Clicking the Solidity icon in the icon panel brings you to the Solidity Compiler.
Compiling is triggered when you click the compile button ( D. in image below). If you want the file to be compiled each time the file is saved or when another file is selected - check the auto compile checkbox ( E. in image below).
Solidity versions & Remix functionality¶
Since the Solidity version
0.5.7, it is possible to compile
Yul files. Please read the (solidity documentation about Yul) which contain some code examples.
You can use the language dropdown ( B. in image below) to switch the language. This dropdown list is only available for versions greater than or equal to
You can compile (and deploy) contracts with versions of Solidity older than 0.4.12. However, the older compilers use a legacy AST — which we no longer support. Consequently, some plugins may not work and some functionality - like source highlighting in the Editor may only be partially working.
Select an Ethereum fork¶
The “fork selection” dropdown list ( C. in image below) allows to compile code against a specific ethereum hard fork.
compiler default corresponds to the default hard fork used by a specific version.
To see the name of the hard fork used in the current compilation, click the “Compilation Details” button( H. in image below) and in the
Metadata section will be a sub-section called settings. Open up the settings to see the hard fork’s name.
If a contract has a lot of dependencies it can take a while to compile - so you use autocompilation at your discretion.
According to the the Solidity Docs, “the optimizer tries to simplify complicated expressions, which reduces both code size and execution cost, i.e., it can reduce gas needed for contract deployment as well as for external calls made to the contract.”
For recent versions of Solidity, it is recommended to enable optimization .
To learn more about optimization, ( F. in the image) visit the Solidity docs on the optimizer.
To the right of the Enable optimization checkbox is the box to input the number of Optimization runs. The default value is 200.
You may ask — “What is the right number of runs for my contract?” And the Solidity docs say:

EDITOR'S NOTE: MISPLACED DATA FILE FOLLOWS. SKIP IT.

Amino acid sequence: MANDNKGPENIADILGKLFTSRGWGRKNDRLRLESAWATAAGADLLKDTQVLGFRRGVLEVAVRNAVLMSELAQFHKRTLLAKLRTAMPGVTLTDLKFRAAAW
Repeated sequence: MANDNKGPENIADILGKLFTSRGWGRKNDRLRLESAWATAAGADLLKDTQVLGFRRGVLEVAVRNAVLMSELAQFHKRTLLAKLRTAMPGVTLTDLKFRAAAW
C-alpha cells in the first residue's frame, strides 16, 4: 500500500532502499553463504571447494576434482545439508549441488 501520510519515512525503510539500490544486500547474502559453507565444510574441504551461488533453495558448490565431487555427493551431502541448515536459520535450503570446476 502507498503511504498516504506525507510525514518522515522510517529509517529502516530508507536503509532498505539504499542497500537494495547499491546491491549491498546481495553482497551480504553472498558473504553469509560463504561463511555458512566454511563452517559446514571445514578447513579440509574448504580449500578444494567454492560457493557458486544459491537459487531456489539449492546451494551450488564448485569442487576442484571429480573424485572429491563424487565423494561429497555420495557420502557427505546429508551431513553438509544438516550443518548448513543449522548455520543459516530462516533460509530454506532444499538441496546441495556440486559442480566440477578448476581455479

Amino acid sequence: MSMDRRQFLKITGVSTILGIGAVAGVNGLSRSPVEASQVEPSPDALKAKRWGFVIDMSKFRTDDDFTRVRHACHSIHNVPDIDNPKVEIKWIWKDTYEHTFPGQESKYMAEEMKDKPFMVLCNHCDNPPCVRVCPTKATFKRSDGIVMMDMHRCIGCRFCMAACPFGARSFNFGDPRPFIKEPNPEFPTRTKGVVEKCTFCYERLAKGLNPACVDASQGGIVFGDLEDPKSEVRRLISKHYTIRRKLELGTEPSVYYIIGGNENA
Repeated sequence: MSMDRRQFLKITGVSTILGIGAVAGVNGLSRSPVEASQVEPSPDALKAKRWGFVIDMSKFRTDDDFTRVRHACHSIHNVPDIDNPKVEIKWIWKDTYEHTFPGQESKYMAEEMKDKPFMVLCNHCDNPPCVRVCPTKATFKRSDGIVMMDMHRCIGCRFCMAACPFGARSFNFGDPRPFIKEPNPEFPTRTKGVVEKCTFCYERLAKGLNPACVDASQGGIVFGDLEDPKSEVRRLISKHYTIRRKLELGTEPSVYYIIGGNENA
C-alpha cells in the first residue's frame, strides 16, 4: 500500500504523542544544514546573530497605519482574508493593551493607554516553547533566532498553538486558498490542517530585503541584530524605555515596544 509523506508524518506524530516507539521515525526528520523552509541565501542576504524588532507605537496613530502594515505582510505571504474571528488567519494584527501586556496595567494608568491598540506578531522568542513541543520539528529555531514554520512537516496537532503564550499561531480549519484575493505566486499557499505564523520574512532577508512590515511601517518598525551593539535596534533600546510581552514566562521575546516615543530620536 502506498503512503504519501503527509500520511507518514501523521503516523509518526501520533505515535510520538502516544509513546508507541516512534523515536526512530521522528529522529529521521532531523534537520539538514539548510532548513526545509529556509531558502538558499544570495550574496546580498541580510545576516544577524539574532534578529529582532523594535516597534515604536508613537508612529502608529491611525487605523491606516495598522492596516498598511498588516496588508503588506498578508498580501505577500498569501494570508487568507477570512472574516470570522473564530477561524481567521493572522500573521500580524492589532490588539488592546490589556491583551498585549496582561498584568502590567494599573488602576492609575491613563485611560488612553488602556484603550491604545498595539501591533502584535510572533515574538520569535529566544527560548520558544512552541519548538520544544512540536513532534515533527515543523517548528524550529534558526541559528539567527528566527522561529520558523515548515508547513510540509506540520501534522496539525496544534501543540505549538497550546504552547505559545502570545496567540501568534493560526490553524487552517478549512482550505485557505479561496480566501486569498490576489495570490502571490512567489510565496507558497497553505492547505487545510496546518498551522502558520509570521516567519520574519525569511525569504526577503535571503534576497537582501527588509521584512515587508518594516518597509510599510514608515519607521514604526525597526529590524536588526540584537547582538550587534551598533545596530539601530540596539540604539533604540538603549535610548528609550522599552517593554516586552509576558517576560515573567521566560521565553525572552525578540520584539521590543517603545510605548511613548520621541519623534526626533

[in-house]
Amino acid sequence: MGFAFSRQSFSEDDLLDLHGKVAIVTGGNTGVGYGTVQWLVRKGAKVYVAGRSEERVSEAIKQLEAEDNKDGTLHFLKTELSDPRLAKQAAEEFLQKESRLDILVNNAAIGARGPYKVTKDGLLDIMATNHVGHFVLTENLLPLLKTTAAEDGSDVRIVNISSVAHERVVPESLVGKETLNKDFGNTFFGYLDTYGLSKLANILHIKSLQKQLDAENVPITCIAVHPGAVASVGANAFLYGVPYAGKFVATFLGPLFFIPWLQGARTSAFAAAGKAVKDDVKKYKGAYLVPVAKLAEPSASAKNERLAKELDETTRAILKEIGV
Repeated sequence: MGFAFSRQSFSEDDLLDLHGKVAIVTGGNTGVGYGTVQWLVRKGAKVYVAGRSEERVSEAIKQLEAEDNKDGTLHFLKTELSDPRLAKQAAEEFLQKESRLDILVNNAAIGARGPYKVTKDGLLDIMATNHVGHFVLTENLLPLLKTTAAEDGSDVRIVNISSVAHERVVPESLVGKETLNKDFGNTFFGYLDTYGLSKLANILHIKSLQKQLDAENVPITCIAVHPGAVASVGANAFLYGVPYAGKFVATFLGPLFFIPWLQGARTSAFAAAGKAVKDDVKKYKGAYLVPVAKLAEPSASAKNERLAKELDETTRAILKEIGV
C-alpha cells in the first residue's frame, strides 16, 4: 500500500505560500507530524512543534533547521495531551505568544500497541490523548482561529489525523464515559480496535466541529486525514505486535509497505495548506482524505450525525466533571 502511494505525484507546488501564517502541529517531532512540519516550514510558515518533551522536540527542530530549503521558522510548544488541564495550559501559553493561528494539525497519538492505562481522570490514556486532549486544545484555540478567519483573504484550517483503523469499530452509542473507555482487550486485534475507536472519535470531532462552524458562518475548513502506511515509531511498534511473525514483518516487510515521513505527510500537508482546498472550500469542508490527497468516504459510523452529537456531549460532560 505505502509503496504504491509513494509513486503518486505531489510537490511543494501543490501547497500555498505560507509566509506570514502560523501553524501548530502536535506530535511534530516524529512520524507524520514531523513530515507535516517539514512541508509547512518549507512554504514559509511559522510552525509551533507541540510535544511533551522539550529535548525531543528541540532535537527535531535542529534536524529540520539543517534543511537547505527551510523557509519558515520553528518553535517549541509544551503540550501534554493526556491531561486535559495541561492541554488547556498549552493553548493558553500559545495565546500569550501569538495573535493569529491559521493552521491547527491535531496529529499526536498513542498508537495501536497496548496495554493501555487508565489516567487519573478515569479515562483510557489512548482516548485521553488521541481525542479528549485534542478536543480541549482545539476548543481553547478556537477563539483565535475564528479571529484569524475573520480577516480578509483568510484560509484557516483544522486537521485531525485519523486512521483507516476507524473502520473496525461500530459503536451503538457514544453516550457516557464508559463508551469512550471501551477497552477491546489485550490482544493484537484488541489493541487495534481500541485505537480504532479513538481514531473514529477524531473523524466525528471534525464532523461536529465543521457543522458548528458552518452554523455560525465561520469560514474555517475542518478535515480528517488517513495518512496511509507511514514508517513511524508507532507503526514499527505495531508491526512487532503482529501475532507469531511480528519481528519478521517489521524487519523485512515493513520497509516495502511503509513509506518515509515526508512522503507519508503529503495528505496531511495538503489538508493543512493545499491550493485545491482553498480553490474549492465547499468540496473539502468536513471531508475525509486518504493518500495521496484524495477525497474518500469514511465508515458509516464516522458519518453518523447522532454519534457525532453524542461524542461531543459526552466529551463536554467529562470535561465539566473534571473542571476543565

If you want the initial contract deployment to be cheaper and the later function executions to be more expensive, set it to –optimize-runs=1. If you expect many transactions and do not care for higher deployment cost and output size, set –optimize-runs to a high number.
To learn more about the optimization runs, visit the Solidity docs about Optimizer options.
Compilation Details and Publishing¶
Because a solidity file can include multiple contracts and because contracts can import other contracts, multiple contracts are often compiled. However, only 1 contract’s compilation details can be retrieved at a time.
To select the desired contract, use the Contract select box ( G. in the image).
Using the publish button, you can upload your contract to Swarm (only non abstract contracts can be published) & IPFS.
When publishing contracts that import other contract, the main contract and all of its imported contracts will be published - each to their own address.
Published data contains the
abi and the solidity source code.
After a contract is published, a modal will pop up. This modal contains the contract’s address as well as the addreses of the contracts that it imported and the address of the contract’s metadata.
When the “Compilation Details” button is clicked ( H. in image), a modal opens displaying detailed information about the current selected contract.
Compilation Errors and Warning¶
Compilation Errors and Warning are displayed below the contract section. At each compilation, the static analysis tab builds a report.
It is important to address reported issues even if the compiler doesn’t complain. (see more)
Custom Solidity Compilers¶
For those writing your own custom solidity compiler, you can import that by clicking the + button (X. in the image) to open a modal where you can input the url of the compiler to be loaded.